But smaller malls in less affluent markets were affected by changes in the retail landscape long before Sears and Target closed their doors for good. So-called power centres — big-box retail complexes anchored by retailers such as Home Depot, Costco, and Canadian Tire — started gaining popularity in the early ‘90s. Before Walmart’s entry into the Canadian market in 1994, it bought up former Woolco stores, but it soon abandoned them in favour of custom-built “Supercentres” located in power centres. Small centres such as Etobicoke’s Honeydale Mall and Woodstock’s Blandford Square Mall were the first to lapse into dead-mall status after Walmart pulled up stakes and built new stores nearby.
Larger malls began to show signs of trouble as well by the early 2000s.
The largest of Ontario’s malls to fully close and then be redeveloped is Hamilton’s Centre Mall, which was also the province’s first major shopping centre when it opened, in 1954. Centre Mall, located in Hamilton’s east end, hosted Sears Canada’s first full-line department store. In 1957, Sears was joined by Morgan’s, which later became the Bay. A renovation and expansion in the 1970s included a new K-Mart store, but by the ’90s, east Hamilton had been hit hard by deindustrialization. The old Morgan’s became Zellers; K-Mart closed its Canadian stores in 1998. In 2008, the mall was demolished, and the site was redeveloped as a big-box retail complex. In Mississauga, Meadowvale Town Centre has similarly adapted by mimicking a power centre — closing the mall interior and turning itself inside out.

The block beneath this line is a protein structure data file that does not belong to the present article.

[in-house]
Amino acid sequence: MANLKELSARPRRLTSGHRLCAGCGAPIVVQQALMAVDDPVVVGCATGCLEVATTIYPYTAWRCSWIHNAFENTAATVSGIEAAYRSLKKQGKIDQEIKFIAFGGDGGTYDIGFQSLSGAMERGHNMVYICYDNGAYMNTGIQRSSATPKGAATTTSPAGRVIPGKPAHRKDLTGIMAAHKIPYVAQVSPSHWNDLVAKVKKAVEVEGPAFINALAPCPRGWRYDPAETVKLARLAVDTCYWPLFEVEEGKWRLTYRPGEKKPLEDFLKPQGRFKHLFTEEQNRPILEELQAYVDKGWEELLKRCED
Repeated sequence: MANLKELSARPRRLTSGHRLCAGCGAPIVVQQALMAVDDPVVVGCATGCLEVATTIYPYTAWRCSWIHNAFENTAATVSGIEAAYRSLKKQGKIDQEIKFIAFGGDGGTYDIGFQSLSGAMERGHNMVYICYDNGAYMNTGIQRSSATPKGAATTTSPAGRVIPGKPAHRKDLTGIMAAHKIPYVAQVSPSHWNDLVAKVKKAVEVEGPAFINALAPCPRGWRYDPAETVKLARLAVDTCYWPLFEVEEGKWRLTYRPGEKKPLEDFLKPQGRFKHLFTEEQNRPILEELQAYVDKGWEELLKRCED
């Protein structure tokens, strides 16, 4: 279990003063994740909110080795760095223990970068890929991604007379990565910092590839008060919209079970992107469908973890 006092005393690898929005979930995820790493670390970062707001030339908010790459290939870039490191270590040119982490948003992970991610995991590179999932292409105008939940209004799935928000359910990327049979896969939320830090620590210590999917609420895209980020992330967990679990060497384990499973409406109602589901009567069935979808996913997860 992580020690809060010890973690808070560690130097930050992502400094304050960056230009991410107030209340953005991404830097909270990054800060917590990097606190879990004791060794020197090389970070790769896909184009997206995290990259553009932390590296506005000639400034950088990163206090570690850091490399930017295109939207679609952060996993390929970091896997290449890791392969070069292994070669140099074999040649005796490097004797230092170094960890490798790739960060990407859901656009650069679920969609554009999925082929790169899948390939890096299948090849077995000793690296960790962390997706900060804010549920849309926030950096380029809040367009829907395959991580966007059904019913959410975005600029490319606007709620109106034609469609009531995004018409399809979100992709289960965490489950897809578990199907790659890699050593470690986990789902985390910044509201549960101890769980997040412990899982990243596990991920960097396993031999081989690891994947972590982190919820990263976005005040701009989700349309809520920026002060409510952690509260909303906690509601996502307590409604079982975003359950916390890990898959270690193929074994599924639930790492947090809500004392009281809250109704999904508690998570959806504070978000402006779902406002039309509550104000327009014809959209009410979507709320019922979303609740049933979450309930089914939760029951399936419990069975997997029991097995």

RioCan Real Estate Investment Trust, the owners of Shoppers World Brampton — a shopping centre that once boasted more than 200 stores and was anchored by Simpson’s (later the Bay) and K-Mart (later Zellers and Target) — are now looking to downsize and redevelop part of the property. Nearly 20 years ago, when RioCan purchased Shoppers World, it spent hundreds of millions of dollars on renovations, including a new food court and new flooring, and succeeded in attracting big-box retailers, such as Canadian Tire and Staples, to the site. But that wasn’t enough to keep the Bay from closing in 2005 (it’s since been demolished and replaced by a Bad Boy furniture outlet) and other chains from departing. Target’s failure in 2015 left a huge space to fill.